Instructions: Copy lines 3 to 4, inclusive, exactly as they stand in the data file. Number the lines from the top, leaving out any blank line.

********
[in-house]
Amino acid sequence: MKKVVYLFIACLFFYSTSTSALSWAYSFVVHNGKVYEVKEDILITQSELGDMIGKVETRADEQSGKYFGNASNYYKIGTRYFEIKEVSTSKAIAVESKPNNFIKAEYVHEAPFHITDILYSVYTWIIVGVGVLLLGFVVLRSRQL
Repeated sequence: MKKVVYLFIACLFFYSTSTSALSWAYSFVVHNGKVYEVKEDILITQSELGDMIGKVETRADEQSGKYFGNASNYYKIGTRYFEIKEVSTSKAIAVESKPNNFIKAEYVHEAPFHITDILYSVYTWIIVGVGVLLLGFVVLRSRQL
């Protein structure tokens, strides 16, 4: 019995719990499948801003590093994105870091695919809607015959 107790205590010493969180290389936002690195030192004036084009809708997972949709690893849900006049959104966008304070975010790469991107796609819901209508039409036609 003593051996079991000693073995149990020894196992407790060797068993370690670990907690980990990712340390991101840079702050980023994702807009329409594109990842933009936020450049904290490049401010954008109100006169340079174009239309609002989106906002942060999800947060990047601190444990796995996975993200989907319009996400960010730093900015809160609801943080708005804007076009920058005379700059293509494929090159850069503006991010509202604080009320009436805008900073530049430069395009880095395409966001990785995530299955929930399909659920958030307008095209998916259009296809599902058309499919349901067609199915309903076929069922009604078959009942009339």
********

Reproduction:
Repeated sequence: MKKVVYLFIACLFFYSTSTSALSWAYSFVVHNGKVYEVKEDILITQSELGDMIGKVETRADEQSGKYFGNASNYYKIGTRYFEIKEVSTSKAIAVESKPNNFIKAEYVHEAPFHITDILYSVYTWIIVGVGVLLLGFVVLRSRQL
């Protein structure tokens, strides 16, 4: 019995719990499948801003590093994105870091695919809607015959 107790205590010493969180290389936002690195030192004036084009809708997972949709690893849900006049959104966008304070975010790469991107796609819901209508039409036609 003593051996079991000693073995149990020894196992407790060797068993370690670990907690980990990712340390991101840079702050980023994702807009329409594109990842933009936020450049904290490049401010954008109100006169340079174009239309609002989106906002942060999800947060990047601190444990796995996975993200989907319009996400960010730093900015809160609801943080708005804007076009920058005379700059293509494929090159850069503006991010509202604080009320009436805008900073530049430069395009880095395409966001990785995530299955929930399909659920958030307008095209998916259009296809599902058309499919349901067609199915309903076929069922009604078959009942009339």